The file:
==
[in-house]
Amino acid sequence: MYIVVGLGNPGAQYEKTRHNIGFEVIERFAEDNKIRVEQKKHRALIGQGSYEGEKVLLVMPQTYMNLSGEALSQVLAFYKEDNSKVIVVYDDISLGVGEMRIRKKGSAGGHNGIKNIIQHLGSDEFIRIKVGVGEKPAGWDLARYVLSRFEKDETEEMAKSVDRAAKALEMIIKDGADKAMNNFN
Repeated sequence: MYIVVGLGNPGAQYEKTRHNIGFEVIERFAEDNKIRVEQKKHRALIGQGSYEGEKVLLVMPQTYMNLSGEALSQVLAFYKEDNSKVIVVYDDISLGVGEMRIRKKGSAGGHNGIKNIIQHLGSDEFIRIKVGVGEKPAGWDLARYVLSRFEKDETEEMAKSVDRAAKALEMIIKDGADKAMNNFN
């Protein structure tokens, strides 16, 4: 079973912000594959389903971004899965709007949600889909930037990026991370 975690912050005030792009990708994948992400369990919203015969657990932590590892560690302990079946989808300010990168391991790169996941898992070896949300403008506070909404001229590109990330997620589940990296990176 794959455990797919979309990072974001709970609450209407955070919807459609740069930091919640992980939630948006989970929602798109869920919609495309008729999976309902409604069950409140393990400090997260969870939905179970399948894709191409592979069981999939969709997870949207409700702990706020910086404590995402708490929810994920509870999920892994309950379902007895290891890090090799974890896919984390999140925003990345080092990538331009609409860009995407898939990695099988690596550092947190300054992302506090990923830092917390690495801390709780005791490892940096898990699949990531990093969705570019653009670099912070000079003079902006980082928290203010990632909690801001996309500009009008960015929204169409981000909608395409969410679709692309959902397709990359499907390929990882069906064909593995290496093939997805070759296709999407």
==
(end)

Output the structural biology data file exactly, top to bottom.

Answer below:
[in-house]
Amino acid sequence: MYIVVGLGNPGAQYEKTRHNIGFEVIERFAEDNKIRVEQKKHRALIGQGSYEGEKVLLVMPQTYMNLSGEALSQVLAFYKEDNSKVIVVYDDISLGVGEMRIRKKGSAGGHNGIKNIIQHLGSDEFIRIKVGVGEKPAGWDLARYVLSRFEKDETEEMAKSVDRAAKALEMIIKDGADKAMNNFN
Repeated sequence: MYIVVGLGNPGAQYEKTRHNIGFEVIERFAEDNKIRVEQKKHRALIGQGSYEGEKVLLVMPQTYMNLSGEALSQVLAFYKEDNSKVIVVYDDISLGVGEMRIRKKGSAGGHNGIKNIIQHLGSDEFIRIKVGVGEKPAGWDLARYVLSRFEKDETEEMAKSVDRAAKALEMIIKDGADKAMNNFN
């Protein structure tokens, strides 16, 4: 079973912000594959389903971004899965709007949600889909930037990026991370 975690912050005030792009990708994948992400369990919203015969657990932590590892560690302990079946989808300010990168391991790169996941898992070896949300403008506070909404001229590109990330997620589940990296990176 794959455990797919979309990072974001709970609450209407955070919807459609740069930091919640992980939630948006989970929602798109869920919609495309008729999976309902409604069950409140393990400090997260969870939905179970399948894709191409592979069981999939969709997870949207409700702990706020910086404590995402708490929810994920509870999920892994309950379902007895290891890090090799974890896919984390999140925003990345080092990538331009609409860009995407898939990695099988690596550092947190300054992302506090990923830092917390690495801390709780005791490892940096898990699949990531990093969705570019653009670099912070000079003079902006980082928290203010990632909690801001996309500009009008960015929204169409981000909608395409969410679709692309959902397709990359499907390929990882069906064909593995290496093939997805070759296709999407």